Transcendence

I will start by saying that the experience I had yesterday at the hospital was not expected. Earlier in the day my wife Shelly mentioned that on Facebook, she read that my builder’s daughter was in the hospital. Wayan (my builder) never mentioned the fact of his daughter’s ill health at the job site. Instead we were discussing the dimensions of a future gazebo that I want to build next to the pool and cafe.

At some point I said, is your daughter in the hospital? Wayan affirmed that in fact she was, and so I said, “Why aren’t you there?” He said, “I’m helping you.” I then quickly put an end to the meeting on the site and said I was going home to shower and then visit the hospital. Later he arranged for his other daughter’s boyfriend to drive us to the hospital so that we wouldn’t have to take our scooter and drive 45 minutes to Denpasar.

We arrived about an hour before Wayan did, and so we had time to learn a bit more about Wayan and his lovely family. The daughter in the hospital, Bintang, majored in English in college and so its a pleasure speaking with her. She told me that Wayan doesn’t have any real friends and that I am his first. On top of that, the entire family is very surprised that the friend (me) happens to be a bule’ (foreigner). When I brought up Wayan’s Banjar friends (a Balinese neighborhood association that’s important for every village on the island), Bintang was quick to position the Banjar members as associates and not close friends.

Having heard this, I was a bit taken aback. How is it possible that I would become close friends with someone from such a radically different background? I am halfway around the world from the USA and yet feel closer to Wayan and his family than I do with all of my American friends (except one).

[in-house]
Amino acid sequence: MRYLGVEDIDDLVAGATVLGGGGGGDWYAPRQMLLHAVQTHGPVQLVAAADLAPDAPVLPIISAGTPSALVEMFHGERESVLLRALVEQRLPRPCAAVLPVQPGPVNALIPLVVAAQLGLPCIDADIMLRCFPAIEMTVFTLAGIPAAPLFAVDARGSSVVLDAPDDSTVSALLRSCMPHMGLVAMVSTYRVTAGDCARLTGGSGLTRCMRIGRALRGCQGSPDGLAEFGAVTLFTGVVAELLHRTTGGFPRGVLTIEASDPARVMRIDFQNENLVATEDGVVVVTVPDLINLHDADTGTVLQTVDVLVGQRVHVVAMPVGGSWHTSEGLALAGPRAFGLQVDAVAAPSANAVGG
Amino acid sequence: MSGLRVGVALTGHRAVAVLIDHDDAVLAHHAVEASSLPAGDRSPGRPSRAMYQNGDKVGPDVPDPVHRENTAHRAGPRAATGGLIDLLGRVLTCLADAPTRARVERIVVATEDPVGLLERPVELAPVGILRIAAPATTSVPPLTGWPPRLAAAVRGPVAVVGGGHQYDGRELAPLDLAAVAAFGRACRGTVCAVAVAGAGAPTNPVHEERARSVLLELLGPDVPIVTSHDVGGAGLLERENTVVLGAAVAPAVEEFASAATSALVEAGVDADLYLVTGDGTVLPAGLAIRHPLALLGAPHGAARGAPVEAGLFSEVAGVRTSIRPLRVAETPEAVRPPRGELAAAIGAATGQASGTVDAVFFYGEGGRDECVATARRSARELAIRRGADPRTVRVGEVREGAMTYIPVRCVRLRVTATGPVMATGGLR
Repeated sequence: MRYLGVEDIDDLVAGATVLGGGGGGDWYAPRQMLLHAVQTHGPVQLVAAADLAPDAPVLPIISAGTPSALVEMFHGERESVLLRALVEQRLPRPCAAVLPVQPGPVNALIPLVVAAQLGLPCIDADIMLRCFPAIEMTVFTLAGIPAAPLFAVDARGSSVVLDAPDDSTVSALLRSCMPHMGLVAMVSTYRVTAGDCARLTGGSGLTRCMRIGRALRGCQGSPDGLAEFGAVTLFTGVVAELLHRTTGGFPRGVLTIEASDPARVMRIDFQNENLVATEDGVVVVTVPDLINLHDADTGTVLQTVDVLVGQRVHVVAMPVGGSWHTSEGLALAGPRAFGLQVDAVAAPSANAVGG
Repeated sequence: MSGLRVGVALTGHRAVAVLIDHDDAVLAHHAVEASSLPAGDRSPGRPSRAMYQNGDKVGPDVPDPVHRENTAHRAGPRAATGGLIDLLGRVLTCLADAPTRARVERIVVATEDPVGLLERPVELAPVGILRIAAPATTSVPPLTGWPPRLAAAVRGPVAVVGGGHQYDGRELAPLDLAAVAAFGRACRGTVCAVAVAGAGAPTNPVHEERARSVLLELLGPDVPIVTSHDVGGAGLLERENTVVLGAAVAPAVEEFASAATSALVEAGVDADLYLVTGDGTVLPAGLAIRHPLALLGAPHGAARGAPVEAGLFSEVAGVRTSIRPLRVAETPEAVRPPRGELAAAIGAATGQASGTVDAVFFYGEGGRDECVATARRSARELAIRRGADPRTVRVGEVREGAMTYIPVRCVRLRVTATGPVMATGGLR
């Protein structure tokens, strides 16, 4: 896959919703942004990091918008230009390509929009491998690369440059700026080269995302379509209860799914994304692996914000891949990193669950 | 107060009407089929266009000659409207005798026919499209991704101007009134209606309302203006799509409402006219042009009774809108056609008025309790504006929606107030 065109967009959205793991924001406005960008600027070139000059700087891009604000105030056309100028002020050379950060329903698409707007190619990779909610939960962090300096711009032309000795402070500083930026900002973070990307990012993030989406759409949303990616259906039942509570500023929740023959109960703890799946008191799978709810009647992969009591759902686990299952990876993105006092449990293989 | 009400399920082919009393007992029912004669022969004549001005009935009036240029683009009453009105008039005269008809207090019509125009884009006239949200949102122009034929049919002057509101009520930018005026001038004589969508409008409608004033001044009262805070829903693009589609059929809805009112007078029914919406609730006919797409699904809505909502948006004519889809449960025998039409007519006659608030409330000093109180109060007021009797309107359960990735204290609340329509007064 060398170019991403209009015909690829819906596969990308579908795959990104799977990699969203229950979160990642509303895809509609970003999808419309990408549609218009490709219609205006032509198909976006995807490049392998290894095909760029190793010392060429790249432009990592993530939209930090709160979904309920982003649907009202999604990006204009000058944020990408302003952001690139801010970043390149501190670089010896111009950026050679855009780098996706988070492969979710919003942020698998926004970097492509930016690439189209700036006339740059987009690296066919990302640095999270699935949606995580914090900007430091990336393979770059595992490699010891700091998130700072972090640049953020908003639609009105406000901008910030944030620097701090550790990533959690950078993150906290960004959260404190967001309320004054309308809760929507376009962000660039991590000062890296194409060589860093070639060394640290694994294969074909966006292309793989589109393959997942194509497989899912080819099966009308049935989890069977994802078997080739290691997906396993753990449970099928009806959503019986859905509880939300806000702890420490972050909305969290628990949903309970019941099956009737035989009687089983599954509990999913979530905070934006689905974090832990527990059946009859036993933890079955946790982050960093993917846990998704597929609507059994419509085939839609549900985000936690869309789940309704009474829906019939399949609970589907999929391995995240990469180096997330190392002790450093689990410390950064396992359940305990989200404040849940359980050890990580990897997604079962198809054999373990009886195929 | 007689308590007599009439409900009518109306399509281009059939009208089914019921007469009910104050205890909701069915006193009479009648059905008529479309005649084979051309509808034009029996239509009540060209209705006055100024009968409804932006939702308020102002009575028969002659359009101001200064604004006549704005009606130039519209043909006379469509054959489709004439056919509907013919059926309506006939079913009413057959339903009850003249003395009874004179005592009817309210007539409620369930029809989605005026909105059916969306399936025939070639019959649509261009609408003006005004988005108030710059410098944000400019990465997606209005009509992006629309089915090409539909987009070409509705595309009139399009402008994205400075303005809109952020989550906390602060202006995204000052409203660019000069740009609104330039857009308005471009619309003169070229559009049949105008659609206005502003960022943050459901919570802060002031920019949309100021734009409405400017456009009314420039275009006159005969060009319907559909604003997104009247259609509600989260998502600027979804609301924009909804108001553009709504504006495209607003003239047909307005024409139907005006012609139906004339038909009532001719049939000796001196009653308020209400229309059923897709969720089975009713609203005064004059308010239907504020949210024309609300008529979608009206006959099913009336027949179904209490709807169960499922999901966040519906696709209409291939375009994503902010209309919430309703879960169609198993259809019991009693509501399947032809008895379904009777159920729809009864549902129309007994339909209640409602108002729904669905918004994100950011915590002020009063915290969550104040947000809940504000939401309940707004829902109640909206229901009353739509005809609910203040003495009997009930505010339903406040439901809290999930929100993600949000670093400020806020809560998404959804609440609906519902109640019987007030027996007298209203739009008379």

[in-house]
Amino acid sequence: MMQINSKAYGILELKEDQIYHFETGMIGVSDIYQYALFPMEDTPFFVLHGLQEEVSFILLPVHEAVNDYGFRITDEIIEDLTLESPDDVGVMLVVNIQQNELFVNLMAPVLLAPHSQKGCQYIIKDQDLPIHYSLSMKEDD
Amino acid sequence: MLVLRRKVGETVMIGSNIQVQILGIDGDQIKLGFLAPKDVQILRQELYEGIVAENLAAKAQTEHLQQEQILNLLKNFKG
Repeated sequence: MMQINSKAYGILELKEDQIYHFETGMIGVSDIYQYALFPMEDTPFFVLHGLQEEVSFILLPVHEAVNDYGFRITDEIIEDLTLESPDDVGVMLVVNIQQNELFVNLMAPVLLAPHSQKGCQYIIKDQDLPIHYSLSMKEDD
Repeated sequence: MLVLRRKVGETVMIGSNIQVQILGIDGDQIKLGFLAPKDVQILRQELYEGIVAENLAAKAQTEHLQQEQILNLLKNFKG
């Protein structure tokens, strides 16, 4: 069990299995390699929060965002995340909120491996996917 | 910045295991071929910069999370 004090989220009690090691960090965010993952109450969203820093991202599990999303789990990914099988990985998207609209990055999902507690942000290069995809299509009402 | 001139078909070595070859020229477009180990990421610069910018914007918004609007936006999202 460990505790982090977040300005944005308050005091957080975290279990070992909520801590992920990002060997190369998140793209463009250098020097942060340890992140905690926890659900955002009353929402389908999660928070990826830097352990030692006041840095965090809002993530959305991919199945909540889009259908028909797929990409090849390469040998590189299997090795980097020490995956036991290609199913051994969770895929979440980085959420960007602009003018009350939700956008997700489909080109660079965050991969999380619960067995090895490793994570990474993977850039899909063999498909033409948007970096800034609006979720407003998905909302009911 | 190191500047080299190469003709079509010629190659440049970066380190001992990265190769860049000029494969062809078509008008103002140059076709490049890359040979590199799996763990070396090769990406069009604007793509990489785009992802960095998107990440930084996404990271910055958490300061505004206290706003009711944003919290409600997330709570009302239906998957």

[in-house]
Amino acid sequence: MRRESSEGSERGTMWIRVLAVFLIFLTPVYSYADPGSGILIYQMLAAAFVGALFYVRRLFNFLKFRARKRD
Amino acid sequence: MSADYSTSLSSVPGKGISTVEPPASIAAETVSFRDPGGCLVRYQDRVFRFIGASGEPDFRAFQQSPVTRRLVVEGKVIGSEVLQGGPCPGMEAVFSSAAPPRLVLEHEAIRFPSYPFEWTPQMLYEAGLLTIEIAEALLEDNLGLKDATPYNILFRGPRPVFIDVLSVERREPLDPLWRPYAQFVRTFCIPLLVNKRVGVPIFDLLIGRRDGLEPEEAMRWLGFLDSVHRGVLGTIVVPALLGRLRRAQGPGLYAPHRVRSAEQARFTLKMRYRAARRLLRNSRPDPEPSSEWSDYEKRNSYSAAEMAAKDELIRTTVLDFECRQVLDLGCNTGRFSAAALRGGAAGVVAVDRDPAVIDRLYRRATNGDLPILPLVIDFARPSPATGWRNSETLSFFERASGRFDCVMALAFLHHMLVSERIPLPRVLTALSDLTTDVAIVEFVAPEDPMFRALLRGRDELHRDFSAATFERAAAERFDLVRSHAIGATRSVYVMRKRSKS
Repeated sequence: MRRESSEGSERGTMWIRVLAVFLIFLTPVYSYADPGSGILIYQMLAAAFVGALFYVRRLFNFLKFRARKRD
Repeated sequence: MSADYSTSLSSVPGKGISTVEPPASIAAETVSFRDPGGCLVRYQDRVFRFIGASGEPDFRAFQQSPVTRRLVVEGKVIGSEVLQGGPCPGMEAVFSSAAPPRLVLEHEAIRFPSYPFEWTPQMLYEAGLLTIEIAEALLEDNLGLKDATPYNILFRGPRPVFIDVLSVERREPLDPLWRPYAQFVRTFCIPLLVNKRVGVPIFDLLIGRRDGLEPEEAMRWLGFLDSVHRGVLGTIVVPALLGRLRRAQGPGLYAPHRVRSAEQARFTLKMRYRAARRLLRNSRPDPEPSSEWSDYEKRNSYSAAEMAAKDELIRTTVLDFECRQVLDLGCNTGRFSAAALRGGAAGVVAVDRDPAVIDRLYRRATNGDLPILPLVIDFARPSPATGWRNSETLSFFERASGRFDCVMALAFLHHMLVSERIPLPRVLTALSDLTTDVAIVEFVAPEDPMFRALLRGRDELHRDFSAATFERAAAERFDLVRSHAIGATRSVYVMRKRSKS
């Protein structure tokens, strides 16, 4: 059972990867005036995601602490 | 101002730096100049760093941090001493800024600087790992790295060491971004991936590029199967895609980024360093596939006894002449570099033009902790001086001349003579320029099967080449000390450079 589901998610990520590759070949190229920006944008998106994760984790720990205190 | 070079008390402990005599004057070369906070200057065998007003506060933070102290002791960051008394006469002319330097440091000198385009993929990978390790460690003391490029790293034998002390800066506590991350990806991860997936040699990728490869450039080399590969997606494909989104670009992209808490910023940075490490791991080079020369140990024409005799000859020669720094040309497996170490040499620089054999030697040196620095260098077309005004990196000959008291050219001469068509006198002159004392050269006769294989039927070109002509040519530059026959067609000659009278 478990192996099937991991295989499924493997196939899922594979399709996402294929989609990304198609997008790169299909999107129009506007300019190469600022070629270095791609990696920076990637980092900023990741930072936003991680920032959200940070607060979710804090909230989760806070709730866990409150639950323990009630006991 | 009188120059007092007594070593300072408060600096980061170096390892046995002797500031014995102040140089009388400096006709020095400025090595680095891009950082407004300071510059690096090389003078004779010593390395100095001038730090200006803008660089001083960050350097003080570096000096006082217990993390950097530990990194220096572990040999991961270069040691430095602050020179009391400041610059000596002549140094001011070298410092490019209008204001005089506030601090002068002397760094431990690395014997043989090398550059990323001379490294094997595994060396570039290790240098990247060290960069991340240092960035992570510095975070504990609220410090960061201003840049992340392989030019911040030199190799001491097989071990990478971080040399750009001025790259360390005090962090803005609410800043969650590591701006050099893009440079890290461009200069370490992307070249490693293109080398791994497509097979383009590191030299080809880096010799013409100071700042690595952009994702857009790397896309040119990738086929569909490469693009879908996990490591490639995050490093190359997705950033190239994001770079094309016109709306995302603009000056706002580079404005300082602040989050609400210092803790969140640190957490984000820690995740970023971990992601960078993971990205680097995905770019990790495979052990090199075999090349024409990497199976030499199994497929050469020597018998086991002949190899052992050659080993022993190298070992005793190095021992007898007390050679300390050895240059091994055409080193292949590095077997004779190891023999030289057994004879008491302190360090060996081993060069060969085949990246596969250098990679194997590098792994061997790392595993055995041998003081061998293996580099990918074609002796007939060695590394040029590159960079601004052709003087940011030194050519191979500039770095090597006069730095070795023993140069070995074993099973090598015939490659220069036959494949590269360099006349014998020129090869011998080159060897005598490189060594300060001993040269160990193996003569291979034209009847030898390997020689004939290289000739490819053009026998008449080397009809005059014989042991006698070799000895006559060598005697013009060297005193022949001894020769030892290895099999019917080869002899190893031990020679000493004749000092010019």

Since we were all waiting for Wayan to appear I thought I’d tell of a prank I played on Wayan at the worksite. For the bathrooms, we chose doors with a “cloudy” sticker over the glass. This way light can pass into the bathrooms and it makes the entry to the bathrooms more approachable (in my opinion). But my wife was concerned that people’s privacy would be compromised. Her solution was to order another sticker to be placed on the other side of the glass, so that each window has two cloudy stickers. I said to Wayan, “Let’s test how one sticker looks.” Wayan agreed and then I went into the bathroom and promptly faked that I was pulling down my shorts. Wayan laughed at the time, and both the daughter and mother in the hospital thought it was hilarious.

Finally Wayan appeared with his youngest child, a boy about 14. He sat on the bed across from Bintang and had his arm around his son while his wife placed her two hands on his shoulders. At that moment I felt a sense of transcendence. I was in the middle of a very intimate family moment and yet welcomed and embraced by them.

What began as a building project has grown into something vastly more: a chance to have a fine and deep connection to a remarkable human being and his family. Thank you Wayan.


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